A couple of years ago, my then 10 year old son was constructing a rather elaborate Christmas gift list. To my surprise, at the top of the list was a Kareem Abdul Jabbar jersey--signed, of course. My first few thoughts were: 1. How cool that a LeBron era kid would acknowledge an iconic player from long before his time! 2. All that TV watching of ESPN secondary channels is paying off! 2. I'm a librarian for Pete's sake--does he really think I make enough money to buy a signed Kareem jersey!?
So, I settled on a framed poster. Kareem(Lew Alcindor) in his Milwaukee Bucks uniform. Forget the Lakers era. My love of Kareem started with the coin flip in 1969, when the only hazard coinage posed in my life was choking. But I wanted my son to know Kareem the Buck, so it was important to me that he was donning green. Anyways, the poster came with a promise we would find Kareem someday and get it signed, but we're still getting around to that.
Anyways, it has been fun sharing with my son the story of Kareem. It's not just a story about who he was as a player, but who he's become in the era afterwards. After all, the measure of an athlete is not the highlight reel from the court, but the wake of influence that he leaves while flying into the sunset. It's amazing to me just how much of an influential author Jabbar has become. I truly don't think many people realize the catalog of books he has put out since his playing days. Known as a reclusive figure in his Buck days, I'm not sure the Milwaukee crowd has a fair grasp as to just what a champion of the human spirit this man has become.
My most anticipated book of the year has been his latest book, Coach Wooden and Me: Our 50-Year Friendship On and Off the Court. Just released a week or so ago, the book details the intersection of two basketball legends, Coach John Wooden of UCLA and Kareem. Those of us who have read Coach Wooden's They Call Me Coach or The Pyramid of Success know of his unique ability to mentor basketball players not only in the game, but in life. Jabbar opens the curtains into his playing days at UCLA and his successful life afterwards and let's us see just how much influence the brilliant John Wooden had on him. It's a book of basketball, coaching, mentoring, philosophy and respect sewn into one. One thing is clear, we cannot grow into the people we wish to become without powerful mentors in our life. I'm sure Jabbar appreciates Wooden as a great sage and hand who graced his life, and whose spirit will continue to nudge him to greatness.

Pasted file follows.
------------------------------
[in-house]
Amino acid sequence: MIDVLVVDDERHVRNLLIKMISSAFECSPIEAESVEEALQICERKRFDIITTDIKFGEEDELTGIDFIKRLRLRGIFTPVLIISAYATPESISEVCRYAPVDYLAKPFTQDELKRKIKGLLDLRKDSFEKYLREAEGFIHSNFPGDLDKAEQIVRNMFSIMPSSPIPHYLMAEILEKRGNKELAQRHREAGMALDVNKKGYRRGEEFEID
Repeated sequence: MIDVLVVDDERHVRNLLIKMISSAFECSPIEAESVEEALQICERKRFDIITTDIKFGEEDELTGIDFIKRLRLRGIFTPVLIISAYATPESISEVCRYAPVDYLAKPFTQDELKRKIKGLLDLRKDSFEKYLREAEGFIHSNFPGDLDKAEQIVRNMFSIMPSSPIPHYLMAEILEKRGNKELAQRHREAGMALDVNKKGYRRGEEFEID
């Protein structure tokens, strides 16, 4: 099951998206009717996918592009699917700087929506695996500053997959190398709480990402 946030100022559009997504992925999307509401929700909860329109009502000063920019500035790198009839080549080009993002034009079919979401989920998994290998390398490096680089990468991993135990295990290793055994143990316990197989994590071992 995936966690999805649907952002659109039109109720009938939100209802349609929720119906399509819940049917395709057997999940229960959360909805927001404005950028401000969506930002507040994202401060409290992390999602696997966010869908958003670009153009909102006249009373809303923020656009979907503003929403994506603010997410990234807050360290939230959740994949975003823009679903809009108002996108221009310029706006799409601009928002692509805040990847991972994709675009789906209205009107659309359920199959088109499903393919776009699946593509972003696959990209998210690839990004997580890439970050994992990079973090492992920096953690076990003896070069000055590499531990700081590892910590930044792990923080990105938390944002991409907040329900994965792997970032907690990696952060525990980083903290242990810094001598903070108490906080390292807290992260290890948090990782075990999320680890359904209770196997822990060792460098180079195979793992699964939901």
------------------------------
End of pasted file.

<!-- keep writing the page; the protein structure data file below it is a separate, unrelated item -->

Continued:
It's noble to hand a book like this to any teenager. It needs to be in every high school library. At a time when teens need to know that mentors are real and people can still be trusted in this world, Jabbar shows them that wisdom is found in relationships. Just because Jabbar and Wooden are not as freshly present in the memory of kids like LeBron or Coach K doesn't make their story any less important. There is no truth that wisdom ever ages out of style.
I want my son to appreciate Coach W, Kareem and their relationship, and the power of positive people in life. He will read the book with me this summer, and just maybe Santa will be watching so next Christmas he doesn't forget to load that signed jersey on the sleigh!